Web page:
THEATRE / Another bout of underbelly-ache: Paul Taylor on Howard Korder's Search and Destroy at the Theatre Upstairs

Click to follow
The Independent Culture
THAT THE American Dream has a 'dark underbelly' is not exactly hot news. Indeed, this area seems to be much the biggest part of its anatomy and the Dream has been floating about underbelly-up for as long as most of us can remember. So how is a dramatic foray into yet another of the Dream's disturbed nights to avoid looking dog-eared and predictable?

With Search and Destroy the American playwright Howard Korder addresses the problem by adroitly sidestepping it. In the knowing atmosphere of this keyed up, drolly satiric play, the starry-eyed-faith-toppling-to-desperate-disillusion genre keeps careering into crazy self-parody. The central characters are too much in earnest to notice this, which is part of the joke. It creates a weird, dissociated mood, potently conveyed in Stephen Daldry's well-conceived production at the Theatre Upstairs.

The play focuses attention on Martin Mirkheim (David Bamber), a dodgy little Florida businessman whose brain has been turned by the bullish uplift of a TV guru called Dr Waxling (Colin Stinton). This charlatan specialises in vacuous pronouncements such as 'Strength needs no excuse', 'There are no limitations' and 'The past is pointless'. The little matter of the dollars 47,000 Martin owes in corporate tax is now, of course, far too backward-looking a subject to interest our born-again visionary, as Martin, emoting like some would-be revivalist, tries to impress upon an incredulous accountant (Cyril Nri). Martin wants to raise the money to buy the movie rights to Daniel Strong, Waxling's novel about limitless possibility, and the fund-raising effort sends him on a downward spiral into drug dealing and murder.

High-definition comic acting from a first-rate cast and imaginative staging by Daldry vividly evoke the fraught, fatuous self-delusion and the riskiness of this seedy odyssey. Giving the lie to all the bullshit about people 'connecting', characters sit perched on adjustable swivel chairs at a gaping distance from each other. When at one point Martin is handcuffed to such a chair, it stays with him like some surreal bodily handicap, only to be dismantled gradually in later scenes. On several occasions, a false ceiling descends to create a vast board table or the intimidatingly low-slung motel room where the tense drug swindle occurs. Monitors flash up Barbara Bush and a blood-thirsty monster with a many-fanged penis, though not, alas, in the same frame.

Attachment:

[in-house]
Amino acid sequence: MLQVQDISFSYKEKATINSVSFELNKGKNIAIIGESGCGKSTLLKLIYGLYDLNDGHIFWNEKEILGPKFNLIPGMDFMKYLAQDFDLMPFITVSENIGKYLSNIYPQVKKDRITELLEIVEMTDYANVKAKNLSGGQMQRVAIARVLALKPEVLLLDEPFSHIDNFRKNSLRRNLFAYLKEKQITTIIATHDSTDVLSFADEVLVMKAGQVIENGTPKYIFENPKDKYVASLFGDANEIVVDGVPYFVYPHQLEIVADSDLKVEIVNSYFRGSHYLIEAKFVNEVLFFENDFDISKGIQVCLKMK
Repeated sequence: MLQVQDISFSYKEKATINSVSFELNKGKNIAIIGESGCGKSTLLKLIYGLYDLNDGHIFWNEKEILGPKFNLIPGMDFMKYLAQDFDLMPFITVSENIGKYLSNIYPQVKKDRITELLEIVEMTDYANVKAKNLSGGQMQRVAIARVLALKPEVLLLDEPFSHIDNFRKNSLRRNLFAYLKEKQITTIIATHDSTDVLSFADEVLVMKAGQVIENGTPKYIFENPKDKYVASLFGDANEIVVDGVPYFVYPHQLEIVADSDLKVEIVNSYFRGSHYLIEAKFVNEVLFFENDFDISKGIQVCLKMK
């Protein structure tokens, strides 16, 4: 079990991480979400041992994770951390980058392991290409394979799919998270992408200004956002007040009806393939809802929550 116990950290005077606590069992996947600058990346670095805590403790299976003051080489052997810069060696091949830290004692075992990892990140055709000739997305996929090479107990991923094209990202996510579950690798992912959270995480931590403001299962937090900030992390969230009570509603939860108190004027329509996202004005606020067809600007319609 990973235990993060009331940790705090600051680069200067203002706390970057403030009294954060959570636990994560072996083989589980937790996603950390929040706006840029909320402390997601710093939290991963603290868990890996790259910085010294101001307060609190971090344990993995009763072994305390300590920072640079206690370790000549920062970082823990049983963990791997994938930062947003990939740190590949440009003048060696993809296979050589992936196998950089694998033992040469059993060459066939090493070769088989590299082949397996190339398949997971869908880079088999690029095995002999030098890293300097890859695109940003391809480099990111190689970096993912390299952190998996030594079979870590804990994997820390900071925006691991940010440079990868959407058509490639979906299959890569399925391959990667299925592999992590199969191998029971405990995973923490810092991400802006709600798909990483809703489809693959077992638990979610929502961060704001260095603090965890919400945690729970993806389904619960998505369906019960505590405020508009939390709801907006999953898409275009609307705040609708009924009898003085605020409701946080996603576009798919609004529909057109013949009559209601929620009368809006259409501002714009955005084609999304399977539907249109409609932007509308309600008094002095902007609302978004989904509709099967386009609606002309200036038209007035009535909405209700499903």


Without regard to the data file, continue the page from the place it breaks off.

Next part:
Andrew Woodall is outstanding as Kim, Martin's eventual partner, letting you see behind the manly cool a figure who is still afraid of being tested. A potential liability, therefore, since he may choose a reckless moment to prove himself - as in fact happens when, to keep the drugs hidden, he shoots the cop who has stopped them for speeding.

'Everything up to this exact moment is the past,' Kim cries with deranged exaltation, as though he had just hit on a profound philosophical truth rather than a pitiably banal truism. He's the only figure who maintains his beliefs unto death. As is underlined by Colin Stinton's hilarious cameo as Waxling, the great guru is no big-souled visionary. 'Get me something - chocolate,' he bawls imperiously, craving instant consolation for a drop in sales.

It's a play with very good things, perhaps, rather than a very good play, but David Bamber's Martin holds it together splendidly, through the rattled fervour, the abject disintegration and the sour-joke bounce-back at the end, when he proves with a match that you can render the past pointless.

'Search and Destroy' continues to 29 May at the Theatre Upstairs, Royal Court, London SW1 (071-730 1745).

Comments